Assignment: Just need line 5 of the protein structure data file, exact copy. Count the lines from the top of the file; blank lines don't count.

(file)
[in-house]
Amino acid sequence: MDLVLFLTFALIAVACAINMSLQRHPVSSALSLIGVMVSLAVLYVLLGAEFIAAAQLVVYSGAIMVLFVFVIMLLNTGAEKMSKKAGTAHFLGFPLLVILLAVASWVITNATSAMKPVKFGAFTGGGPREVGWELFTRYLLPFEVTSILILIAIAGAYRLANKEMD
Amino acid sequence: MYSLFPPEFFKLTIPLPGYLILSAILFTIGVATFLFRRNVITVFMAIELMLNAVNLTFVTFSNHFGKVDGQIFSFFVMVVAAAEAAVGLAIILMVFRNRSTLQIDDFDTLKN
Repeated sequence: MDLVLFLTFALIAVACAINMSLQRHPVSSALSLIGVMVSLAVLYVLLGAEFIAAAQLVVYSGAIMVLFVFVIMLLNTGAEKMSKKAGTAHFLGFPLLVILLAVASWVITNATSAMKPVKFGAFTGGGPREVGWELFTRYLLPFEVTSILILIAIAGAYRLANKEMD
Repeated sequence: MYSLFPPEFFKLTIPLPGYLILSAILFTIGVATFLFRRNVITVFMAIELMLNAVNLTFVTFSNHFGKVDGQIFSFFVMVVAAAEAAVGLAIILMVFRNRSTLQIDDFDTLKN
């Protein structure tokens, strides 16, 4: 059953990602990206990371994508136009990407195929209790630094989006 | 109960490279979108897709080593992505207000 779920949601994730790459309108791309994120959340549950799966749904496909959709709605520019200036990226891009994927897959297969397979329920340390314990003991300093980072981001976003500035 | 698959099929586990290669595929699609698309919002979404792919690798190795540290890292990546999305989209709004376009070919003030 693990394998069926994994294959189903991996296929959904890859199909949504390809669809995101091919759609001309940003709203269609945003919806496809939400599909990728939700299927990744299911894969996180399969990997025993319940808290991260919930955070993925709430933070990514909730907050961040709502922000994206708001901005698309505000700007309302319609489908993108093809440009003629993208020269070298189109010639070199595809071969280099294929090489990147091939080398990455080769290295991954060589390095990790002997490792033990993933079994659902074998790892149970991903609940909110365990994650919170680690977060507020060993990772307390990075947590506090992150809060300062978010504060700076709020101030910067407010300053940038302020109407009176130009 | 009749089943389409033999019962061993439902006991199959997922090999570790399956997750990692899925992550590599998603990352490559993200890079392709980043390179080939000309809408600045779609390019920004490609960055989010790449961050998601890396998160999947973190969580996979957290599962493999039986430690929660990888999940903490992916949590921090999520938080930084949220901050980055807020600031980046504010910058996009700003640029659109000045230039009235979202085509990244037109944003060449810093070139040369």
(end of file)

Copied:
Repeated sequence: MYSLFPPEFFKLTIPLPGYLILSAILFTIGVATFLFRRNVITVFMAIELMLNAVNLTFVTFSNHFGKVDGQIFSFFVMVVAAAEAAVGLAIILMVFRNRSTLQIDDFDTLKN